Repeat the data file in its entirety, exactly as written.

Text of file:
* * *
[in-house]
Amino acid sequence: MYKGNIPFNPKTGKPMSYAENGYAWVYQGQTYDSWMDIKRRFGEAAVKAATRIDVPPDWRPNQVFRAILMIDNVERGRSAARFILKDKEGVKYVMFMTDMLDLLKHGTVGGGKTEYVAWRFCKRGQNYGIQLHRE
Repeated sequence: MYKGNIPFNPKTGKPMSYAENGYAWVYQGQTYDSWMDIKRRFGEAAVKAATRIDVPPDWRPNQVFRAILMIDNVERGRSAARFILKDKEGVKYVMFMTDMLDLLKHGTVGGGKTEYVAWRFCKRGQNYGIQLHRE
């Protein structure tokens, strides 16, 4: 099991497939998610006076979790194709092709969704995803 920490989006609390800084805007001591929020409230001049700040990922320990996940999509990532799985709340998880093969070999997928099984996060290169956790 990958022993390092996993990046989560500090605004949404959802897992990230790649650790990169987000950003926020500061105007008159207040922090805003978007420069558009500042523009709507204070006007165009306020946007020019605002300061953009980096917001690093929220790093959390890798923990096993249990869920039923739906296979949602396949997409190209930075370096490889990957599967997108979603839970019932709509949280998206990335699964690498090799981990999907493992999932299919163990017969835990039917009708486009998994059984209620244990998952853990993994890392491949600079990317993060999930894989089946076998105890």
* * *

[in-house]
Amino acid sequence: MYKGNIPFNPKTGKPMSYAENGYAWVYQGQTYDSWMDIKRRFGEAAVKAATRIDVPPDWRPNQVFRAILMIDNVERGRSAARFILKDKEGVKYVMFMTDMLDLLKHGTVGGGKTEYVAWRFCKRGQNYGIQLHRE
Repeated sequence: MYKGNIPFNPKTGKPMSYAENGYAWVYQGQTYDSWMDIKRRFGEAAVKAATRIDVPPDWRPNQVFRAILMIDNVERGRSAARFILKDKEGVKYVMFMTDMLDLLKHGTVGGGKTEYVAWRFCKRGQNYGIQLHRE
């Protein structure tokens, strides 16, 4: 099991497939998610006076979790194709092709969704995803 920490989006609390800084805007001591929020409230001049700040990922320990996940999509990532799985709340998880093969070999997928099984996060290169956790 990958022993390092996993990046989560500090605004949404959802897992990230790649650790990169987000950003926020500061105007008159207040922090805003978007420069558009500042523009709507204070006007165009306020946007020019605002300061953009980096917001690093929220790093959390890798923990096993249990869920039923739906296979949602396949997409190209930075370096490889990957599967997108979603839970019932709509949280998206990335699964690498090799981990999907493992999932299919163990017969835990039917009708486009998994059984209620244990998952853990993994890392491949600079990317993060999930894989089946076998105890």